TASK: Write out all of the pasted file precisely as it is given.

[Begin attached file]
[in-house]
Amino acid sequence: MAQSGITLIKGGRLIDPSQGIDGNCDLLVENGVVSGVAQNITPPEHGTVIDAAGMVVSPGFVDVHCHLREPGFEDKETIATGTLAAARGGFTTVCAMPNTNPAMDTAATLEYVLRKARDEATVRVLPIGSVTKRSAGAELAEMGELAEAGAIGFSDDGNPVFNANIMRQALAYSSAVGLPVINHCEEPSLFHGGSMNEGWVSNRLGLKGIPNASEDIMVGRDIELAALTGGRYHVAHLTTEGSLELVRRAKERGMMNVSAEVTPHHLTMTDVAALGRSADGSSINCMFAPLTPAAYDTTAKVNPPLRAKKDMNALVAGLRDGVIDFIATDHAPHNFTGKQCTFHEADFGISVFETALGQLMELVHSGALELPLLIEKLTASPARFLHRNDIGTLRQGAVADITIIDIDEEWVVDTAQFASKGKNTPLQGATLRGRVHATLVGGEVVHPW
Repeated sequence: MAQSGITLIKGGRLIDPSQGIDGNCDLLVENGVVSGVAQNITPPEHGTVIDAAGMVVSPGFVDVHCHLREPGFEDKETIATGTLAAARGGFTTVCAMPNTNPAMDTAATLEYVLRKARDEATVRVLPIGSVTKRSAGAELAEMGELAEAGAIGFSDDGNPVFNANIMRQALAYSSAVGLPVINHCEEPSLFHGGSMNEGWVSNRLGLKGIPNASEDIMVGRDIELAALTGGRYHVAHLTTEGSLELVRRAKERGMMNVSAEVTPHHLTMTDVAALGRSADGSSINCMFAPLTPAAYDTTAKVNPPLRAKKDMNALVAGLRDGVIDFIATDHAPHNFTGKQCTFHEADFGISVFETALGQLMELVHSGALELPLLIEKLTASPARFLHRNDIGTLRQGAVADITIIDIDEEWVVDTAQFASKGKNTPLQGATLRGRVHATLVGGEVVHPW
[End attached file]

[in-house]
Amino acid sequence: MAQSGITLIKGGRLIDPSQGIDGNCDLLVENGVVSGVAQNITPPEHGTVIDAAGMVVSPGFVDVHCHLREPGFEDKETIATGTLAAARGGFTTVCAMPNTNPAMDTAATLEYVLRKARDEATVRVLPIGSVTKRSAGAELAEMGELAEAGAIGFSDDGNPVFNANIMRQALAYSSAVGLPVINHCEEPSLFHGGSMNEGWVSNRLGLKGIPNASEDIMVGRDIELAALTGGRYHVAHLTTEGSLELVRRAKERGMMNVSAEVTPHHLTMTDVAALGRSADGSSINCMFAPLTPAAYDTTAKVNPPLRAKKDMNALVAGLRDGVIDFIATDHAPHNFTGKQCTFHEADFGISVFETALGQLMELVHSGALELPLLIEKLTASPARFLHRNDIGTLRQGAVADITIIDIDEEWVVDTAQFASKGKNTPLQGATLRGRVHATLVGGEVVHPW
Repeated sequence: MAQSGITLIKGGRLIDPSQGIDGNCDLLVENGVVSGVAQNITPPEHGTVIDAAGMVVSPGFVDVHCHLREPGFEDKETIATGTLAAARGGFTTVCAMPNTNPAMDTAATLEYVLRKARDEATVRVLPIGSVTKRSAGAELAEMGELAEAGAIGFSDDGNPVFNANIMRQALAYSSAVGLPVINHCEEPSLFHGGSMNEGWVSNRLGLKGIPNASEDIMVGRDIELAALTGGRYHVAHLTTEGSLELVRRAKERGMMNVSAEVTPHHLTMTDVAALGRSADGSSINCMFAPLTPAAYDTTAKVNPPLRAKKDMNALVAGLRDGVIDFIATDHAPHNFTGKQCTFHEADFGISVFETALGQLMELVHSGALELPLLIEKLTASPARFLHRNDIGTLRQGAVADITIIDIDEEWVVDTAQFASKGKNTPLQGATLRGRVHATLVGGEVVHPW